It is also possible to claim other expenses such as loss of earnings/capacity, but only after there has been a continuous absence from work for more than 28 weeks. Awards can be made for past and future loss of earnings. Special expenses such as the cost of plastic surgery, loss of specific items, cost of care can be awarded by the CICA in addition

For a full and comprehensive list of tariff awards, and more detailed guidance on the scheme, go to the Ministry of Justice Website.

Once the CICA have considered the application for compensation, they will notify the person submitting the application, or their representative, of their determination of the application.

Where the application has been refused, it might be possible to request that the reason for refusal is reviewed/appealed.  This might be appropriate depending upon the reasons for the CICA refusing to make an award of compensation.

Similarly, if the CICA make an award of compensation but the amount/level of compensation is incorrect, the applicant can ask for a review/appeal.

Each case will depend upon its own facts.

On requesting the CICA to review their decision, the decision will usually be considered first of all, based upon the Applicant’s written submission/reason for disagreement with the decision.  Thereafter, if the CICA do not change their decision, the matter may proceed to an Appeal hearing when the Applicant will be required to attend before a CICA Appeal panel in their local area to make any representations. It would usually be appropriate to seek legal advice in these circumstances.

In any event, there is a strict time limit for appealing a CICA decision/requesting a review and this time limit is not extendable, except in exceptional circumstances.

The process of completing the application for Criminal Injuries Compensation is fairly straightforward.  However, the rules relating to whether a person may qualify for compensation and how much compensation they receive can be quite complex, depending upon the facts of the case.

If a case happened many years ago and is out of  the usual time limits, then the process is not straightforward, and needs careful argument.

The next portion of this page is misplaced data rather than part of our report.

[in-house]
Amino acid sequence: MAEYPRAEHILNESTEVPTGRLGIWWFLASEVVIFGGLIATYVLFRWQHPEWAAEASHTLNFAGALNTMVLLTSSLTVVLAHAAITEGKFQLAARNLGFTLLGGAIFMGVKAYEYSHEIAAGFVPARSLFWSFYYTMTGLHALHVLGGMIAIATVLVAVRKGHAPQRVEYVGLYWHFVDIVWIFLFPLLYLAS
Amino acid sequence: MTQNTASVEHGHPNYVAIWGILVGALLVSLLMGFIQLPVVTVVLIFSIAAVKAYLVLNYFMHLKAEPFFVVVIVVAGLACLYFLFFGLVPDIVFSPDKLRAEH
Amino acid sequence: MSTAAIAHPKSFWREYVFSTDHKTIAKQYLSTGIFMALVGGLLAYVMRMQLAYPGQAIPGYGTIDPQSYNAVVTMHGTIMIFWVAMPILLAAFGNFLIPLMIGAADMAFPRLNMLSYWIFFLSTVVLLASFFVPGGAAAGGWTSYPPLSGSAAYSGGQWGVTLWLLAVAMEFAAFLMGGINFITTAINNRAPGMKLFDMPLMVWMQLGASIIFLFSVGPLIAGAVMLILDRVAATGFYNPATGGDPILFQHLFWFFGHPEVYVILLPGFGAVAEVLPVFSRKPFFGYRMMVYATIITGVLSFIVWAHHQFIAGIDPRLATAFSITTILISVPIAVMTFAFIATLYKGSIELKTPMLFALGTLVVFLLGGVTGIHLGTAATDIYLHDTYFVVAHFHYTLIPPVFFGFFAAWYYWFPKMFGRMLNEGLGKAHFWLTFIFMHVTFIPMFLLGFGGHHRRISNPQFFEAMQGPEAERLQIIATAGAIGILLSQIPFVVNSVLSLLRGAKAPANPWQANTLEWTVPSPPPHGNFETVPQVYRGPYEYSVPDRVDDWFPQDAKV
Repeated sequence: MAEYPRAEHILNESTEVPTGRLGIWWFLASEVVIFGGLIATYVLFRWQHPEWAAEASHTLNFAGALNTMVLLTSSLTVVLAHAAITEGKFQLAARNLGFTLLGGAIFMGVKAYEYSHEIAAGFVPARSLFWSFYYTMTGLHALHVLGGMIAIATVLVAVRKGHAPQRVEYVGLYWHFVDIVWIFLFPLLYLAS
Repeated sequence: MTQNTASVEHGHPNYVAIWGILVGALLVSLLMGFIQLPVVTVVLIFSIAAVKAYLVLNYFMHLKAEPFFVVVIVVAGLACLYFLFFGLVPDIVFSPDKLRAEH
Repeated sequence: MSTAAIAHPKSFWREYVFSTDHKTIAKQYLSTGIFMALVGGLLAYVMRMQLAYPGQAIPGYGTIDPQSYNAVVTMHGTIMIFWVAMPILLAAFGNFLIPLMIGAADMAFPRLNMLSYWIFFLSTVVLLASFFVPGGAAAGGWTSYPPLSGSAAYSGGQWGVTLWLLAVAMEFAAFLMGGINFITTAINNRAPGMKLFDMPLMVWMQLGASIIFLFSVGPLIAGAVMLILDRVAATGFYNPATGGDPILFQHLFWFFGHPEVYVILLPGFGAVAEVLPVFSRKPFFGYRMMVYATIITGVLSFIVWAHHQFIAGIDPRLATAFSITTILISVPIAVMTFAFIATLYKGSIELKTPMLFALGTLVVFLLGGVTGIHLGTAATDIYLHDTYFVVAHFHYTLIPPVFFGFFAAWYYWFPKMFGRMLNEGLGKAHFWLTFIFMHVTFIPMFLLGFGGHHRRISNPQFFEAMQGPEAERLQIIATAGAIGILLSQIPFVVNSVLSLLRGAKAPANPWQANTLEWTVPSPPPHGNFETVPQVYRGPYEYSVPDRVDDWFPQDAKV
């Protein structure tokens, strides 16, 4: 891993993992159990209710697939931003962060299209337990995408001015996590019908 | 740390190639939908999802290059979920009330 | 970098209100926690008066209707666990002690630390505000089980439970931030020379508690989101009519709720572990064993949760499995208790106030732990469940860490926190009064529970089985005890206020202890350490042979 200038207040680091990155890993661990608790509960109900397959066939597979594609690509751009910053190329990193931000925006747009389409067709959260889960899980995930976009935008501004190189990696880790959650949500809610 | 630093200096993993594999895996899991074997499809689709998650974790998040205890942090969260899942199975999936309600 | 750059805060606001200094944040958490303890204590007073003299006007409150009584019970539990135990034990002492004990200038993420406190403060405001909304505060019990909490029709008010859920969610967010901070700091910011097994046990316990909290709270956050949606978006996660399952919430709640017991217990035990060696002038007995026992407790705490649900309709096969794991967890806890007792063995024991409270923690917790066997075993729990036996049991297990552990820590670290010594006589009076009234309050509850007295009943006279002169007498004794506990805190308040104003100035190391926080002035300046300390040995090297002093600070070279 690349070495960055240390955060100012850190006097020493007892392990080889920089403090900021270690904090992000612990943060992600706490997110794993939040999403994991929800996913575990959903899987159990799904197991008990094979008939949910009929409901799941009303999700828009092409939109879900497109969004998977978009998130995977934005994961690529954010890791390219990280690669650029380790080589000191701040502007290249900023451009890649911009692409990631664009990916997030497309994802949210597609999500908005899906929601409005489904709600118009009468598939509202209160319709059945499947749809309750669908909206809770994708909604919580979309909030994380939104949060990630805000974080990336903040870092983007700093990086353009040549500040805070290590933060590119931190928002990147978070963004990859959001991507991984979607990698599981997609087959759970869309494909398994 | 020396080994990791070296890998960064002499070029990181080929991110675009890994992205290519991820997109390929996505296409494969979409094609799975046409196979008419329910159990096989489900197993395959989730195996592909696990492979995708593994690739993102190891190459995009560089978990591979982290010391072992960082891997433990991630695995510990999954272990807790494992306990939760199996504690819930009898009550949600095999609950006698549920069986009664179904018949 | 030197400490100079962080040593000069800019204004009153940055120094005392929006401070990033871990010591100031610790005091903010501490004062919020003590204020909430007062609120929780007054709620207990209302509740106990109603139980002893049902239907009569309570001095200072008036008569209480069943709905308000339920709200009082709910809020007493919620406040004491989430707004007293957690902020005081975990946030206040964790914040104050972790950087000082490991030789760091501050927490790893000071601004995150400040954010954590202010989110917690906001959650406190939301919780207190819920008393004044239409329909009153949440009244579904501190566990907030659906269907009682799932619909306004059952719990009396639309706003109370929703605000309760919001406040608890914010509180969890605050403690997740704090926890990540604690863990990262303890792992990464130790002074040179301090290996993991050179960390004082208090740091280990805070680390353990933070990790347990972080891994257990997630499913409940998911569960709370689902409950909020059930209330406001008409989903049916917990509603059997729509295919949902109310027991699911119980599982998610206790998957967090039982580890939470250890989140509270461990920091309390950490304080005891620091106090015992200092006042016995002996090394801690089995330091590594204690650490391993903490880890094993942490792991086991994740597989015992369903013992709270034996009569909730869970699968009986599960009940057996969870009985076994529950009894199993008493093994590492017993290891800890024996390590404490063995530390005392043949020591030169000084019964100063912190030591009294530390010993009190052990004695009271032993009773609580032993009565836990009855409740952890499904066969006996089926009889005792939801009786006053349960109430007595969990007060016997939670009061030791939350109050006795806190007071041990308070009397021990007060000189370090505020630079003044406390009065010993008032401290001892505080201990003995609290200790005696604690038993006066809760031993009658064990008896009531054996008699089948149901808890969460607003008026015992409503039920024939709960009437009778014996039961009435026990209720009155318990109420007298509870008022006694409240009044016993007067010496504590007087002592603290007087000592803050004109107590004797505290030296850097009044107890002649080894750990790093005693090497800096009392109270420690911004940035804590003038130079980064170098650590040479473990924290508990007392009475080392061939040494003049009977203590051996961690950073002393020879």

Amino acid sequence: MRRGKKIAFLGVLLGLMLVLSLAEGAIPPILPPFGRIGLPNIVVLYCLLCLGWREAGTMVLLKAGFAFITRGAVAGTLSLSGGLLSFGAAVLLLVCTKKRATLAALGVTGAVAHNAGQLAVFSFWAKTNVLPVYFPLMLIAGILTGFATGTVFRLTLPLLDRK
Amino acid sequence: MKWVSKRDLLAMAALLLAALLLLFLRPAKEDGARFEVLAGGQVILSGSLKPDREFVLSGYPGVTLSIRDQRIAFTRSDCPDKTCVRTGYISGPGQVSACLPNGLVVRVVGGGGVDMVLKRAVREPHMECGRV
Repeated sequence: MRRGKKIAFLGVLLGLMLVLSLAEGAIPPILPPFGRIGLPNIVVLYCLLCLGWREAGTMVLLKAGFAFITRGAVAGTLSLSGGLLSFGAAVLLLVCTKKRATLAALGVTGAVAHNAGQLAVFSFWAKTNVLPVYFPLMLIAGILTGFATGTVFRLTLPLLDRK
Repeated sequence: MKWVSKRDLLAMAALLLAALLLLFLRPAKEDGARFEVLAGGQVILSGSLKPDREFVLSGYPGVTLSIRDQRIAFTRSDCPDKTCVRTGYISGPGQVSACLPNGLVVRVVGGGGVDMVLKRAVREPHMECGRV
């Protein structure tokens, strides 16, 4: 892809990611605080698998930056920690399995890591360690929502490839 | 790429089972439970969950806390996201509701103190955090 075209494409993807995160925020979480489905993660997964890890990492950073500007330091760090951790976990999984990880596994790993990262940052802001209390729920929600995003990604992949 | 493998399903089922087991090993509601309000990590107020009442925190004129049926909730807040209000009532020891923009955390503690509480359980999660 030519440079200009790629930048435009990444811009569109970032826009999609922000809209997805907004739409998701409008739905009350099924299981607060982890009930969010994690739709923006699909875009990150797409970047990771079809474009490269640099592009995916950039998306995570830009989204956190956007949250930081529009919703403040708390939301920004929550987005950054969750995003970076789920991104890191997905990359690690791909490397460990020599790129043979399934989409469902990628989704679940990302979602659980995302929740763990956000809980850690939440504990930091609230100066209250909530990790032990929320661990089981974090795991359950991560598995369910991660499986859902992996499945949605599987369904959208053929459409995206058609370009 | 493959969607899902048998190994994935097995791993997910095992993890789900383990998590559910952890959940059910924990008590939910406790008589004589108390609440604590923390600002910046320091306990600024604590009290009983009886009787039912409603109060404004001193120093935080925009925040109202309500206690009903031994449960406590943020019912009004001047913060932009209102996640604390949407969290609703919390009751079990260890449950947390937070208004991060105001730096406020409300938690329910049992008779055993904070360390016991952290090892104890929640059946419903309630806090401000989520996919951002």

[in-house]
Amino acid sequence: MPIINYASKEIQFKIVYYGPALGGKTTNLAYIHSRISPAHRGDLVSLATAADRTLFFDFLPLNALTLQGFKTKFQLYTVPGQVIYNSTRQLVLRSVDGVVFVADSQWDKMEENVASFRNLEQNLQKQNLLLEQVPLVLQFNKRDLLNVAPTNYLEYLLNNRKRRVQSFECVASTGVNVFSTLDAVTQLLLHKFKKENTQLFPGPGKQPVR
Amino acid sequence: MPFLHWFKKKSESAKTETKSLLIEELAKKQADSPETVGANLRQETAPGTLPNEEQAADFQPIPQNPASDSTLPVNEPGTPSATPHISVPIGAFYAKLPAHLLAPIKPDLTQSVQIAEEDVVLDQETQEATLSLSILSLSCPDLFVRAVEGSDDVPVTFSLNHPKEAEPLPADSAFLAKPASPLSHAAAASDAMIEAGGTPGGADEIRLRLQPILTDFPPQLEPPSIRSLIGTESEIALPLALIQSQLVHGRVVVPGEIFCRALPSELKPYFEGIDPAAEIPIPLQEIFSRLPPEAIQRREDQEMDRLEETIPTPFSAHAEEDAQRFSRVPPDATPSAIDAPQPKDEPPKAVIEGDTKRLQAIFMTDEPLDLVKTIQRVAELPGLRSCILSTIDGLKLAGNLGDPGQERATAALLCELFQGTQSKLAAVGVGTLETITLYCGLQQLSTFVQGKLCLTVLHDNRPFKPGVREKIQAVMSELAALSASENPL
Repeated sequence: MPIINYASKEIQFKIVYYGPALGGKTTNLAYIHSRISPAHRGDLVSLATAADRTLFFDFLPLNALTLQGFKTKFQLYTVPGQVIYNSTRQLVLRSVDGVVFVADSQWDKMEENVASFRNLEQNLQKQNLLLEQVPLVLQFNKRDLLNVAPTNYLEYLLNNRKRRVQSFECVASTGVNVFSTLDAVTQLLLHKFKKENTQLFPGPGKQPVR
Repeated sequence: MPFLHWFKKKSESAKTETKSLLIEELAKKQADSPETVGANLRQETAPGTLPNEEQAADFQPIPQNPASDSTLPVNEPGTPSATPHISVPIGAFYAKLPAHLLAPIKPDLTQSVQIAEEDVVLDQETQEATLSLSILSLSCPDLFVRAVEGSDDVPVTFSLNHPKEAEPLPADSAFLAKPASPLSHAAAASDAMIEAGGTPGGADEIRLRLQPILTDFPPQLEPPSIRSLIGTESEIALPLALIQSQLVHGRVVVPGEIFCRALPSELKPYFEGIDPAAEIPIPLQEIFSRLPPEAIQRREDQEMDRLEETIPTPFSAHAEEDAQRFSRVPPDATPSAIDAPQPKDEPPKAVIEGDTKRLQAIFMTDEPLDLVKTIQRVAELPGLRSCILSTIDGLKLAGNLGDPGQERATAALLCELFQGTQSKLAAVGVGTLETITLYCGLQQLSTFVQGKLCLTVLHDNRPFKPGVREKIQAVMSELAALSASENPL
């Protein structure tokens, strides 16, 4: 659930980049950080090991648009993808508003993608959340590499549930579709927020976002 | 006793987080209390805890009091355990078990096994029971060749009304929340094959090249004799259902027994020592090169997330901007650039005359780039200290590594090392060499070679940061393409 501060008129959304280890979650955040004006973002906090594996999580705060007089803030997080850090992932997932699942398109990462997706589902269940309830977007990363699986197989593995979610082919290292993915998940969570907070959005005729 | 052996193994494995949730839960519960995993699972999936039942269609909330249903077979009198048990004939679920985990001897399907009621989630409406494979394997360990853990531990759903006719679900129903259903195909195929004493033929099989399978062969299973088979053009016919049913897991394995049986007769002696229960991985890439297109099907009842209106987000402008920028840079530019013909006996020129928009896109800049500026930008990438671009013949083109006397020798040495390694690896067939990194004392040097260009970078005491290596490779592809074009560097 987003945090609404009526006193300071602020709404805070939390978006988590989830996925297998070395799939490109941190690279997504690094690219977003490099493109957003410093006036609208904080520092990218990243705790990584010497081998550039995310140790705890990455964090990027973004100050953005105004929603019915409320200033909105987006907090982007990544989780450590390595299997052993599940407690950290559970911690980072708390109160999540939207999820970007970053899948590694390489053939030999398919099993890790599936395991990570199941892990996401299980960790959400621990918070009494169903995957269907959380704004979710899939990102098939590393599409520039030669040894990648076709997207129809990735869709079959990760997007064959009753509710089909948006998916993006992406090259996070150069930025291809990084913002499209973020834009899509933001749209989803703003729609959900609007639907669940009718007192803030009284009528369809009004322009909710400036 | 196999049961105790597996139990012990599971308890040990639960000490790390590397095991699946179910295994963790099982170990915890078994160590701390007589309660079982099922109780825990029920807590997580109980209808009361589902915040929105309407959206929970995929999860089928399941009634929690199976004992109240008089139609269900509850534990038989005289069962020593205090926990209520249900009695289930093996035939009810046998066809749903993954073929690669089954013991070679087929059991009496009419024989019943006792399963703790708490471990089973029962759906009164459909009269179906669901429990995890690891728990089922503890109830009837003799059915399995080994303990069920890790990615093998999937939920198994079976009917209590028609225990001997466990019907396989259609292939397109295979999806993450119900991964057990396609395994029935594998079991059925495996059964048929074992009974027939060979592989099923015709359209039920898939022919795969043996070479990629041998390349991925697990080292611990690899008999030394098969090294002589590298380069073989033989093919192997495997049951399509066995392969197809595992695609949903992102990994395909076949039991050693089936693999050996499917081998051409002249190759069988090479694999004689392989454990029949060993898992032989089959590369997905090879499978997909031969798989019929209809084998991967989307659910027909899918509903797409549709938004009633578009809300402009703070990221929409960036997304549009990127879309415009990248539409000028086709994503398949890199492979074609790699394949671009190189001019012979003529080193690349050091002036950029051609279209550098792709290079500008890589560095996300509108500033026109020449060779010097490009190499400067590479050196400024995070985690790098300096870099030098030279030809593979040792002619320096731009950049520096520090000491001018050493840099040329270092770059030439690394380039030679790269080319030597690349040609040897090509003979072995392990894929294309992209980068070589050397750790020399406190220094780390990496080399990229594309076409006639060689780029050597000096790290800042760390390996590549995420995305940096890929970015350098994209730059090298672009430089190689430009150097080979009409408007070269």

It is always advisable to seek legal advice before making any claim.

The Application forms are free and can be filled in online. Although paper forms have been abandoned, it is possible to ask for telephone help by phoning the CICA themselves. The number is available online if the number quoted in this site is out of date – 0300 003 3601.

There is no fee payable for submitting an application and the CICA do not charge any costs for carrying out their investigations into the application.

The CICA will not pay for any legal costs incurred in submitting an application or appealing against a CICA decision.  Further, Legal Aid is not available to pursue an application for Criminal Injuries Compensation unlike in pursuing a claim for compensation through the Civil Courts.  Accordingly, anyone seeking legal representation in pursuing a Criminal Injuries Compensation Application will usually be required to pay for any legal advice they obtain.  The legal costs involved in pursuing any application for Criminal Injuries Compensation should be discussed with that person’s solicitor at the outset, before the application is submitted.

Where a person is eligible for Criminal Injuries Compensation, it usually always advisable to submit an application to the CICA, even if that person is also considering or is in the process of suing for compensation in the Civil Courts.

The process of suing for compensation in the Civil Courts can be very complicated, can take many years and due to a variety of possible risk factors, might not always result in a successful claim for compensation.  By contrast, the process of applying for Criminal Injuries Compensation is relatively straightforward and is usually  quicker than the Civil Court system.  The Criminal Injuries Compensation Scheme might therefore result in a victim of crime recovering compensation, albeit a more modest amount of compensation, where they might not otherwise receive compensation through the Civil Courts or through other channels.

Where a person, however, is awarded compensation through the Criminal Injuries Scheme, and they later recover compensation through the Civil Courts or from another source in relation to the same incident, they will usually be required to repay the CICA the full amount of any compensation they were awarded through the CICA Scheme, out of any compensation they received through the Civil Courts. Usually the civil courts will award far larger sums. It is advisable to pursue both civil claims and CICA claims, even though you may be required to repay the CICA award.

There is no doubt that the criminal injuries compensation scheme does not provide adequate compensation to victims of sexual abuse. However, the scheme can be a very useful source of compensation to many victims who might otherwise not be entitled to compensation through the civil courts or from any other source.

Further, even where an offender has not been convicted of an offence, the CICA in awarding compensation to the victim, can offer an invaluable ‘recognition’ that a crime has been committed.

Whilst not everyone may qualify for an award of compensation under the CICA scheme, it is always worth considering making a timely application.